Our bodies and life experiences do not exist in a vacuum. As such, it is not uncommon for numerous mental and physical diagnoses to challenge one individual. Research continues to grow regarding the co-occurrence of diabetes and eating disorders, showing that the two seem to be interrelated in some way.
Diabetes and Eating Disorders
One theory regarding the relationship between diabetes and eating disorders is that the shared relationship both have with comorbid mental health diagnoses increases risk.
Individuals with diabetes have twice the risk of clinically significant depression than those without diabetes . Similarly, 33 to 50% of those with anorexia, and nearly half of individuals that struggle with bulimia or binge eating disorder, also struggle with depression.
Life with Diabetes
The nature of the diabetes illness might also contribute to the increased eating disorder diagnoses of sufferers.
On study aptly connected the two in stating that, “The treatment itself (of diabetes) involves paying close attention to refined carbohydrates and to food portions which can parallel the rigid thinking about food, weight, and body image reported by women with eating disorders who do not have diabetes. Such treatment recommendations can lead to feelings of deprivation, resentment, and shame, and to binge eating. .”
This focus on intake might also “inhibit the patient’s sensations of hunger and fullness .”
There is also a frightening trend of those with Type 1 diabetes engaging in what is being referred to as “diabulimia.” These individuals self-administer insulin because their body does not produce it on its own. When engaging in “diabulimia” behaviors, they reduce or omit the amount of insulin they administer because “intentionally induced glycosuria causes weight loss as calories spill into the urine .”
Those that engage in these dangerous behaviors have “higher rates of hospital and emergency room visits, higher rates of medical complications, and more negative attitudes toward T1DM than women who do not report insulin restriction .” “Diabulimia” has also been shown to increase the risk of mortality .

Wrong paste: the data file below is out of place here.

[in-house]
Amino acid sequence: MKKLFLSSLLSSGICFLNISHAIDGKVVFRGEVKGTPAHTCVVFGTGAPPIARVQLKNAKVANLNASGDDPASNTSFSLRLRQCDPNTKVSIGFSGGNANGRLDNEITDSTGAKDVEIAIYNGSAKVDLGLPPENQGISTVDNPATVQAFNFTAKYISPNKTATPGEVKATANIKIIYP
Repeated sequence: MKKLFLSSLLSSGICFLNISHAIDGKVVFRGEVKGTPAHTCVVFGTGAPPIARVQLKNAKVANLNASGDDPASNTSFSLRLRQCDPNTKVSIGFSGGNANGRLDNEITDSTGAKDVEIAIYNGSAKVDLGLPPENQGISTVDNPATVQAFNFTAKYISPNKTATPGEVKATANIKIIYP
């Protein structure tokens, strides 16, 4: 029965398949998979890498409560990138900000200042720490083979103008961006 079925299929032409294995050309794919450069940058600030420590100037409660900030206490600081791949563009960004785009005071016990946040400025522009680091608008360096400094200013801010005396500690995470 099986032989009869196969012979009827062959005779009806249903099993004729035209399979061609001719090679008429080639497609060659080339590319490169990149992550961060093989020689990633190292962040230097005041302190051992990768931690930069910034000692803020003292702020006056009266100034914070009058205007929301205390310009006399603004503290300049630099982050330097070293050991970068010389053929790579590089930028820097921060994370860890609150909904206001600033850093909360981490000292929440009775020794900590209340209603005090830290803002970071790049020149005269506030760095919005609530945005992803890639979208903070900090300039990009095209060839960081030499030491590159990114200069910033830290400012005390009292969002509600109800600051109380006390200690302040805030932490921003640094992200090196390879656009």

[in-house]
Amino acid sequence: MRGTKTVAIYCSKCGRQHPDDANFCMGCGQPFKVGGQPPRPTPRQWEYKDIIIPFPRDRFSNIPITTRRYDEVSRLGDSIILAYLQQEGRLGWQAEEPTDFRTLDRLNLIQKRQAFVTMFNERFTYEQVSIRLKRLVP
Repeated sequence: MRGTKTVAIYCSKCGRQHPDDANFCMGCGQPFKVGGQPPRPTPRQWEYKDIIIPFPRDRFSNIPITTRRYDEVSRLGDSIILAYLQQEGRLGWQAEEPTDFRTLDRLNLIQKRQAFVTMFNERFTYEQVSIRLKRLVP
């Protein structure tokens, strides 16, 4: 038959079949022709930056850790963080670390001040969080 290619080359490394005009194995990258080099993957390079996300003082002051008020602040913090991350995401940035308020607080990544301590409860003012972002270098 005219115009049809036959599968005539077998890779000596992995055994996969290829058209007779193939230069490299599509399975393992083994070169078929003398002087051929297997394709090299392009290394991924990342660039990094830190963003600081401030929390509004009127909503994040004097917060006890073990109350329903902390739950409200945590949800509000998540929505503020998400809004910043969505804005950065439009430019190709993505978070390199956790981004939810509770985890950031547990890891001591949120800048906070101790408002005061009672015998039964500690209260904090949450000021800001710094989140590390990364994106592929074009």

In relation to the treatment of both eating disorders and diabetes, the increasing information regarding the two shows a need for treatment team members that are educated in both areas.
Unfortunately, this is difficult to come by, and those suffering are being negatively impacted by the lack of effective treatment strategies.
For example, “T1DM patients with eating disorders are more likely to drop out of treatment and also show worse outcomes with conventional outpatient treatment for eating disorders .” Research has shown a few factors that increase the effectiveness of treatment for this population, such as longer residential treatment stays .”
With the risk clearly evident and the need more defined, awareness and knowledge need to be increased for advocates and medical and mental health professionals in both the diabetes community and the eating disorder community.
Sharing this information can mean the difference between an undetected diagnosis or early intervention that saves a life.
References: Gabbri-Goebel, A., Copeland, P., Touyz, S., Hay, P. (2019). Editorial: eating disorders in diabetes: discussion on issues relevant to type 1 diabetes and an overview of the journal’s special issue. Journal of Eating Disorders, 7:27.  Gagnon, C. et al. (2012). Comorbid diabetes and eating disorders in adult patients. The Diabetes Educator, 38:4, 537-542.  Goebel-Fabbri, A. E. (2008). Diabetes and eating disorders. Journal of Diabetes Science and Technology, 2:3, 530-532.
About the Author:
Margot Rittenhouse, MS, PLPC, NCC is a therapist who is passionate about providing mental health support to all in need and has worked with clients with substance abuse issues, eating disorders, domestic violence victims, and offenders, and severely mentally ill youth.
As a freelance writer for Eating Disorder Hope and Addiction Hope and a mentor with MentorConnect, Margot is a passionate eating disorder advocate, committed to de-stigmatizing these illnesses while showing support for those struggling through mentoring, writing, and volunteering. Margot has a Master’s of Science in Clinical Mental Health Counseling from Johns Hopkins University.
The opinions and views of our guest contributors are shared to provide a broad perspective on eating disorders. These are not necessarily the views of Eating Disorder Hope, but an effort to offer a discussion of various issues by different concerned individuals.
We at Eating Disorder Hope understand that eating disorders result from a combination of environmental and genetic factors. If you or a loved one are suffering from an eating disorder, please know that there is hope for you, and seek immediate professional help.
Published November 8, 2019, on EatingDisorderHope.com
Reviewed & Approved on November 8, 2019, by Jacquelyn Ekern MS, LPC